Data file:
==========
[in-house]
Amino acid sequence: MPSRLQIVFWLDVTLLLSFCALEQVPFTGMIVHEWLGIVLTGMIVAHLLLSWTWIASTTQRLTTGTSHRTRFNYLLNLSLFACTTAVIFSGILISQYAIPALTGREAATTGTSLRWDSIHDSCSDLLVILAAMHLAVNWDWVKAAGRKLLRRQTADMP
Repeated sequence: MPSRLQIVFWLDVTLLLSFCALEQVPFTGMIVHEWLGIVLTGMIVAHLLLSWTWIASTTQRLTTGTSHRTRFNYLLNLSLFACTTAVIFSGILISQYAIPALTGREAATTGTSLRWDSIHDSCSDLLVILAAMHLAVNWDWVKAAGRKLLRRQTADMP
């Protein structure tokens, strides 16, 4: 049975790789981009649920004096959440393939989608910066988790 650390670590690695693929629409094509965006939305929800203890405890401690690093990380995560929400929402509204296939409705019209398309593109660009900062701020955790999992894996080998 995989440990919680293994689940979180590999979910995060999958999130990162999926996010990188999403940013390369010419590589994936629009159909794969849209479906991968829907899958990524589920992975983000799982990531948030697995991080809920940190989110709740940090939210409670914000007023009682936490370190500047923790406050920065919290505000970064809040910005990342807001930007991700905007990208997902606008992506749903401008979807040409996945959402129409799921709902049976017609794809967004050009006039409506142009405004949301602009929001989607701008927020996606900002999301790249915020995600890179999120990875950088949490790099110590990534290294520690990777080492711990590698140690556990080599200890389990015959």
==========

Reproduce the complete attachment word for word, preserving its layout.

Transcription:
[in-house]
Amino acid sequence: MPSRLQIVFWLDVTLLLSFCALEQVPFTGMIVHEWLGIVLTGMIVAHLLLSWTWIASTTQRLTTGTSHRTRFNYLLNLSLFACTTAVIFSGILISQYAIPALTGREAATTGTSLRWDSIHDSCSDLLVILAAMHLAVNWDWVKAAGRKLLRRQTADMP
Repeated sequence: MPSRLQIVFWLDVTLLLSFCALEQVPFTGMIVHEWLGIVLTGMIVAHLLLSWTWIASTTQRLTTGTSHRTRFNYLLNLSLFACTTAVIFSGILISQYAIPALTGREAATTGTSLRWDSIHDSCSDLLVILAAMHLAVNWDWVKAAGRKLLRRQTADMP
């Protein structure tokens, strides 16, 4: 049975790789981009649920004096959440393939989608910066988790 650390670590690695693929629409094509965006939305929800203890405890401690690093990380995560929400929402509204296939409705019209398309593109660009900062701020955790999992894996080998 995989440990919680293994689940979180590999979910995060999958999130990162999926996010990188999403940013390369010419590589994936629009159909794969849209479906991968829907899958990524589920992975983000799982990531948030697995991080809920940190989110709740940090939210409670914000007023009682936490370190500047923790406050920065919290505000970064809040910005990342807001930007991700905007990208997902606008992506749903401008979807040409996945959402129409799921709902049976017609794809967004050009006039409506142009405004949301602009929001989607701008927020996606900002999301790249915020995600890179999120990875950088949490790099110590990534290294520690990777080492711990590698140690556990080599200890389990015959």